Trade

Draft Drug Price Order Focuses on Regulations, Trade
Administration seeks faster drug approvals, promoting drug competition

The Trump administration is readying an executive order on drug regulations. (Scott Olson/Getty Images)

BY ANDREW SIDDONS AND JOE WILLIAMS

The Trump administration might seek to roll back regulations in pursuit of faster drug approvals, promoting drug competition and new payment models for federal health insurance programs, according to a draft executive order obtained by CQ Roll Call.

Taiwan Officials Eyeing Republican Plan for Tax Code Overhaul
Changes seen as potential investment boon

Speaker of the House Paul Ryan, R-Wisc., may have an attentive audience among Taiwanese investors when he’s talking about giving the U.S. tax code a makeover. (Bill Clark/CQ Roll Call File Photo)

 

House Speaker Paul D. Ryan reaffirmed Tuesday Congressional Republicans’ intention to give the U.S. tax code a makeover. Among those listening with keen interest to Ryan’s announcement?

Trump Finds Strange Bedfellows on Cuba Policy
US-Cuba analyst: Given executive powers, president needs little Hill buy-in

Tourists walk near a poster of Cuban President Raul Castro and then-President Barack Obama in Havana last year. On Friday, President Donald Trump announced changes to Cuba policies instituted by Obama. (YAMIL LAGE/AFP/Getty Images file photo)

By wading into the always-tricky domestic politics of U.S.-Cuba relations, President Donald Trump finds himself working “hand in glove” with some former foes and new allies.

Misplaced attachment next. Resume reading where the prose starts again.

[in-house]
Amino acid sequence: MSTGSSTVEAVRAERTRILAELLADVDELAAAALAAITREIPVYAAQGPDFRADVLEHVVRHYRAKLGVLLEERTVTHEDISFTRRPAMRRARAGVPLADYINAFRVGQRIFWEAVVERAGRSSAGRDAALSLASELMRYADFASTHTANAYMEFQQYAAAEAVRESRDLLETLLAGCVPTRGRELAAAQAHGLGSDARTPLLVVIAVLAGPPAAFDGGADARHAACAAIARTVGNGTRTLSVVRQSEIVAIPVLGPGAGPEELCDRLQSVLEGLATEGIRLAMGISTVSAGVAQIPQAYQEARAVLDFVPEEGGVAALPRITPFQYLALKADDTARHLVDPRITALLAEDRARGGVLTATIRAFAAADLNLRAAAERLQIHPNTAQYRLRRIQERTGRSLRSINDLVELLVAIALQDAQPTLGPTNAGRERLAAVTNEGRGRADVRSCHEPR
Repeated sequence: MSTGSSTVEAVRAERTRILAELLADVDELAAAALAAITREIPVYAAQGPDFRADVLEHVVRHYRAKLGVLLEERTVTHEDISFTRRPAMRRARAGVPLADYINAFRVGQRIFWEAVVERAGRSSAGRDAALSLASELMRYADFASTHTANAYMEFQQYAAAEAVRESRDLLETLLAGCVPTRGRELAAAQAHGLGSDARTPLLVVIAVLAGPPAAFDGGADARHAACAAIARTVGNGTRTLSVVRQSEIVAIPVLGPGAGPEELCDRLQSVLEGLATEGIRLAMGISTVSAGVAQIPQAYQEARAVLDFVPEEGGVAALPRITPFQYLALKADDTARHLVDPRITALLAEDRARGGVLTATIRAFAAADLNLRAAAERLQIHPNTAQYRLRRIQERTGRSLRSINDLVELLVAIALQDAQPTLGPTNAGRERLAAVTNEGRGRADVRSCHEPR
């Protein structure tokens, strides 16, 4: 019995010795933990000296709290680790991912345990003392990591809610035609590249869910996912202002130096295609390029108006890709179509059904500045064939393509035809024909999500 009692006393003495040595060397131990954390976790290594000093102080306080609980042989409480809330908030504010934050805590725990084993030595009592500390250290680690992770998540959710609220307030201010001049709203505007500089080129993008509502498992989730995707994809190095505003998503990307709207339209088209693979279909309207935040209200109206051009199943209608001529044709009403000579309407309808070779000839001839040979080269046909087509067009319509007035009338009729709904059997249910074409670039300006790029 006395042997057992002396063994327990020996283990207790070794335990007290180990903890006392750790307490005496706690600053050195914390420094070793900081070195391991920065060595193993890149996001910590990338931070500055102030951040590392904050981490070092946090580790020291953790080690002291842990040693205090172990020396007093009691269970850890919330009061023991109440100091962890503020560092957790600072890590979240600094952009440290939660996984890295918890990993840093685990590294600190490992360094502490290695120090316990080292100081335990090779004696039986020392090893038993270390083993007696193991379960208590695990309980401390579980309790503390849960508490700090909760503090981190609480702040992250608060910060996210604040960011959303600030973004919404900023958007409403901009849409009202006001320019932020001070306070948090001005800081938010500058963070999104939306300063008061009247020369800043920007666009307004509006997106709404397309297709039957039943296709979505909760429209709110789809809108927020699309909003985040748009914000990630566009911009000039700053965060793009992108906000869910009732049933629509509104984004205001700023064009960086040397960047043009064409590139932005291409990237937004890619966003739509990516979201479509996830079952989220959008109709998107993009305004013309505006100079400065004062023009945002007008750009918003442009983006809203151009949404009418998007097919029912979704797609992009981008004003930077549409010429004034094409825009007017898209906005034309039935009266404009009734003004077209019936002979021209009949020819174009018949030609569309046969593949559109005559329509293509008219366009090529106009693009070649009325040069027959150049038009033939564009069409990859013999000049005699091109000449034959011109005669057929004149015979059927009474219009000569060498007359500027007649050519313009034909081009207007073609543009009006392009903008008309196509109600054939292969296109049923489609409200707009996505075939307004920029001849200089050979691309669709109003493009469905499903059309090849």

The businessman turned chief executive promised during the campaign to roll back some of President Barack Obama’s policies aimed at warming relations with America’s Caribbean neighbor. In doing so before his 200th day in office, Trump defied the wishes of some lawmakers and corporate titans.

Trump Announces Cuba Policy Rollback, With Flourish

President Donald Trump speaks about policy changes he is making toward Cuba at the Manuel Artime Theater in the Little Havana neighborhood on June 16, 2017 in Miami. (Joe Raedle/Getty Images)

Calling the Obama administration’s Cuba policies “terrible and misguided,” President Donald Trump on Friday announced the overturning of the previous White House’s liberalization of travel and business practices to the island nation in front of a friendly crowd in South Florida.

“We now hold the cards. The previous administration eases of restrictions on travel and trade … only enrich the Cuban regime,” he said in Miami, announcing alterations to the Obama-era policies.

Senators Worry US Standing Abroad Is at Risk
Trump early actions draw resistance from both sides of the aisle

Arizona Sen. John McCain is among the senators concerned about the effect of President Donald Trump’s positions on foreign policy. (Tom Williams/CQ Roll Call File Photo)

Senators on both sides of the aisle are raising alarms about President Donald Trump’s foreign policy and questioning whether the administration’s actions threaten the United States’ position as a global leader.

Trump has rattled the international community and lawmakers say it has left U.S. allies scrambling for certainty from an administration that often sends conflicting messages about its positions on major diplomatic issues.

Freedom Caucus Sets Up Battle With Leadership Over Taxes
Conservatives seek to attach welfare cuts to tax overhaul in exchange for budget deal

The Freedom Caucus, led by Chairman Mark Meadows, outlined Friday its principles for a tax overhaul. (Bill Clark/CQ Roll Call File Photo)

House Republican leaders are negotiating a tax overhaul with their counterparts in the Senate and the White House, but another group of GOP lawmakers is signaling it too must be included in any deal.